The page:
Malala Yousafzai was born on July 12, 1997, in Mingora, Pakistan. Her hometown was festive and attracted many tourists as it was the largest city in the Swat Valley in what is now the Khyber Pakhtunkhwa Province in Pakistan.
She was the oldest of her three siblings and were raised by Ziauddin and Tor Dekai Yousafzai. She grew up in school with her father as a teacher in the city. Her quests for education originated in the classroom before she could even walk, as she would reminisce about stories her father would tell her that she would toddle in his classroom and acted as if she was the teacher. It was difficult for her father to raise a young woman in Pakistan as education for girls was scarcely available, especially during the Taliban’s regime. However, he insisted that she received all the same opportunities afforded to the boys’ children. Yousafzai’s experience, along with her father’s influence, sparked an important foundation in her life that begun her journey.
Malala Yousafzai’s advocacy is making education nationally available for young women in Pakistan. Her values are deeply rooted from her father, Ziauddin Yousafzai, who was an educator that ran an all-girls’ school in their village. When she was ten years old, tension between the Taliban and Pakistan grew and lead to turbulent changes in her thirst for education. Taliban extremists began taking control of her home village and banned many of her favorite things. “Girls were no longer able to attend school, and owning a television, playing music and dancing were all prohibited,” according to Womenhistory.org. Over 400 girls’ schools were destroyed by the hand of the Taliban by the end of 2008. She then decided to stand-up and use her passion for education as a voice against the Taliban.
In the early 2009, Malala started to blog anonymously on the Urdu language site for the British Broadcasting Corporation (BBC). Under the penname “Gul Makai,” her first diary entry was titled “I Am Afraid,” and she reflected on the nightmares she had of a war happening in her beautiful Swat Valley as she feared going to school (which would soon become a reality).
Her fears would soon become a reality as the Pakistan’s war with the Taliban was fast approaching, and on May 5, 2009, she was forced to leave her home and seek safety 100 miles away. She was placed as an internally displaced person (IDP) before returning after being weeks away from Swat Valley. Then, she began continuing her public campaign spreading awareness in the media and throughout Pakistan. “Her activism resulted in a nomination for the International Children’s Peace Prize in 2011,” according to Womenhistory.org. “That same year, she was awarded Pakistan’s National Youth Peace Prize.”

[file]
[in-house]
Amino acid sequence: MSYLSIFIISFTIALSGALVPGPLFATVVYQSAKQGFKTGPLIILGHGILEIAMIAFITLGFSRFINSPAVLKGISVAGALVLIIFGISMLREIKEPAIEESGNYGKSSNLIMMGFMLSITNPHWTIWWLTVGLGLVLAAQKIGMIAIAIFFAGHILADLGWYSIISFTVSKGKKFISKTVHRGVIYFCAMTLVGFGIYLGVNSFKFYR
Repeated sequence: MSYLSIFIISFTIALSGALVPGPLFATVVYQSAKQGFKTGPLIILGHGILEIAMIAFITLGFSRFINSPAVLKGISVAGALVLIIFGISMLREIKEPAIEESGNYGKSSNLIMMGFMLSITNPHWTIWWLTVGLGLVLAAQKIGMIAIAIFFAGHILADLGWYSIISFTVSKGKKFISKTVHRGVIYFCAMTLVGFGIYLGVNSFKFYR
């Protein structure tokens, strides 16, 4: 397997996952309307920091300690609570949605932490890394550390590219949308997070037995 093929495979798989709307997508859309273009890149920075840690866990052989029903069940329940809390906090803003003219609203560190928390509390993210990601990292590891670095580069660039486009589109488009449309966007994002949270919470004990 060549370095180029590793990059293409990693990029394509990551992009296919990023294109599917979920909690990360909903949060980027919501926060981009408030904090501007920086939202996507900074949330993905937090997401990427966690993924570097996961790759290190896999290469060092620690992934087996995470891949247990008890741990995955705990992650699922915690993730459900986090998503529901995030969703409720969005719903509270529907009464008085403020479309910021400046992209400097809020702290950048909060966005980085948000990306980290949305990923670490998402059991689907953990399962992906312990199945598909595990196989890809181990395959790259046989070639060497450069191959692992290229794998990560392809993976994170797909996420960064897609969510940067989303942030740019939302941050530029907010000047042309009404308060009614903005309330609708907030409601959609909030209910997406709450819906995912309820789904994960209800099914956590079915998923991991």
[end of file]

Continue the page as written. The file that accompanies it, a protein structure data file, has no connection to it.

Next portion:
Her voice grew louder and louder, and her activism for the rights of education for Pakistani girls became popularly known. On the morning of October 9, 2012, three members of the Taliban stopped her school bus and shot Malala Yousafzai three times severely wounding her. 15-year-old Malala was airlifted to a Pakistani military hospital in Peshawar and transferred four days later to a hospital in Birmingham, England.
After she was shot, Yousafzai slowly recovered and revisited her advocacy which caused a global outpouring of support for her. She became incredibly popular for her firm beliefs of education for young girls, literally putting her life on the line, and visited New York to spoke at the United Nations on July 16, 2013, for her 16th birthday. In October 2014, she became the youngest along with Indian children’s right activist Kailash Satyarthi, to earn the Nobel Peace Prize. In her acceptance speech, she says “This award is not just for me. It is for those forgotten children who want education. It is for those frightened children who want peace. It is for those voiceless children who want change.”